Mary E. McLeod
Acting Legal Adviser
U.S. Department of State
Committee Against Torture
November 12-13, 2014 – Geneva
Distinguished Chair, Members of the Committee, on behalf of the United States, it is my honor and privilege to address the Committee Against Torture and to present the Third Periodic Report of the United States on implementation of the Convention Against Torture and Other Cruel, Inhuman or Degrading Treatment or Punishment.
The United States is proud of its record as a leader in respecting, promoting, and defending human rights and the rule of law, both at home and around the world. But in the wake of the 9/11 attacks, we regrettably did not always live up to our own values, including those reflected in the Convention. As President Obama has acknowledged, we crossed the line and we take responsibility for that.
The United States has taken important steps to ensure adherence to its legal obligations. We have engaged in ongoing efforts to determine why lapses occurred, and we have taken concrete measures to prevent them from happening again. Specifically, we have established laws and procedures to strengthen the safeguards against torture and cruel treatment. For example, immediately upon taking office in 2009, President Obama issued Executive Order 13491 on ensuring lawful interrogations. This Executive Order was clear: consistent with the Convention Against Torture and Common Article 3 of the 1949 Geneva Conventions, as well as U.S. law, any individual detained in armed conflict by the United States or within a facility owned, operated, or controlled by the United States, in all circumstances, must be treated humanely and must not be tortured or subjected to cruel, inhuman, or degrading treatment or punishment. The Executive Order directed all U.S. officials to rely only on the U.S. Army Field Manual in conducting interrogations in armed conflict. And it revoked all previous executive directives that were inconsistent with the Order including legal opinions regarding the definition of torture. Executive Order 13491 also created a Special Task Force on Interrogations and Transfer Policies Issues, which helped strengthen U.S. policies so that individuals transferred to other countries would not be subjected to torture.
In addition to these steps, the United States has sought to make its interrogation operations more transparent to the American public and to the world. We have made public a number of investigations of the treatment of detainees in the post 9/11 time-period. We are expecting the public release of the Findings and Conclusions of a detailed congressional investigation into the former detention and interrogation program that was put in place in the immediate aftermath of 9/11. President Obama has made clear that this document should be released, with appropriate redactions to protect national security.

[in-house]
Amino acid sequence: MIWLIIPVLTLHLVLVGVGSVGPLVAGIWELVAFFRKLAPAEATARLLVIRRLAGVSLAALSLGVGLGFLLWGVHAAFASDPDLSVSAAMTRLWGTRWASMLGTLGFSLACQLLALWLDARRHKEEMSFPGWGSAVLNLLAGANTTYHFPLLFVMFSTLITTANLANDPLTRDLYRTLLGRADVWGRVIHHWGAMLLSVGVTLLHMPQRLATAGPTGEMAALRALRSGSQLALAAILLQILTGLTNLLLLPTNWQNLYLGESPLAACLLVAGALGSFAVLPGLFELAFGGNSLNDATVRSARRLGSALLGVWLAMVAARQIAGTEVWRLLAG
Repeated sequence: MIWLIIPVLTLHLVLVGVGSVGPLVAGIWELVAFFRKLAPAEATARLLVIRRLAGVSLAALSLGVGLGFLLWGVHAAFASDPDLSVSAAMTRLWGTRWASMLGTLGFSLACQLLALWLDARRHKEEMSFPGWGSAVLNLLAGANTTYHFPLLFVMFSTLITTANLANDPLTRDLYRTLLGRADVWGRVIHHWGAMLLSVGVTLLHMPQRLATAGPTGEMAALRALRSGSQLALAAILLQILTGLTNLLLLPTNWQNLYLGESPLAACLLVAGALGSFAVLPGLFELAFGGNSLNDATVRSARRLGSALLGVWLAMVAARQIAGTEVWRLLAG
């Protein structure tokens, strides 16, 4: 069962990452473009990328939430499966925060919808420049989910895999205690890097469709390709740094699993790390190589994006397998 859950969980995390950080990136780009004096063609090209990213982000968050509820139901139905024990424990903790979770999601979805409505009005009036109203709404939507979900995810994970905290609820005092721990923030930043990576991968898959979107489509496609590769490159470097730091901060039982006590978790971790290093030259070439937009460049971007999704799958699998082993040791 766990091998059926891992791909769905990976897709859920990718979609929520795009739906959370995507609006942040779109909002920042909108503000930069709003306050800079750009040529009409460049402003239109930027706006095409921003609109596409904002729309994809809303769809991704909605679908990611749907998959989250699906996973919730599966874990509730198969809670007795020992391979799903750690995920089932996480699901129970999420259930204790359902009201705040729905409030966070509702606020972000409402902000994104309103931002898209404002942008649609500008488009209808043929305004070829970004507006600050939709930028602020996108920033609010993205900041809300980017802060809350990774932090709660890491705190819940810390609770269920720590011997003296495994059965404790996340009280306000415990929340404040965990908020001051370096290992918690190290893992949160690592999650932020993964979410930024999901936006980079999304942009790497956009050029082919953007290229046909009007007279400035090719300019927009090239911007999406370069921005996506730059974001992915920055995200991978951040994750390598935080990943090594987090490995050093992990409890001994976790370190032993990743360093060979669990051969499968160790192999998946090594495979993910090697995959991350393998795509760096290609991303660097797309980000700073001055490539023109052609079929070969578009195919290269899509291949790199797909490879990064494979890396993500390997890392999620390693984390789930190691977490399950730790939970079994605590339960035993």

In an effort to ensure that we are doing the utmost to prevent torture and cruel treatment, the United States has carefully reviewed the extent to which certain obligations under the Convention apply beyond the sovereign territory of the United States and is prepared to clarify its views on these issues for the Committee today.
In brief, we understand that where the text of the Convention provides that obligations apply to a State Party in “any territory under its jurisdiction,” such obligations, including the obligations in Articles 2 and 16 to prevent torture and cruel, inhuman or degrading treatment or punishment, extend to certain areas beyond the sovereign territory of the State Party, and more specifically to “all places that the State Party controls as a governmental authority.” We have determined that the United States currently exercises such control at the U.S. Naval Station at Guantanamo Bay, Cuba, and with respect to U.S. registered ships and aircraft. Although the law of armed conflict is the controlling body of law with respect to the conduct of hostilities and the protection of war victims, a time of war does not suspend operation of the Convention Against Torture, which continues to apply even when a State is engaged in armed conflict. The obligations to prevent torture and cruel, inhuman, and degrading treatment and punishment in the Convention remain applicable in times of armed conflict and are reinforced by complementary prohibitions in the law of armed conflict.
There should be no doubt, the United States affirms that torture and cruel, inhuman, and degrading treatment and punishment are prohibited at all times in all places, and we remain resolute in our adherence to these prohibitions.
In closing, we welcome the opportunity to engage with the Committee during this presentation and we look forward to answering your questions.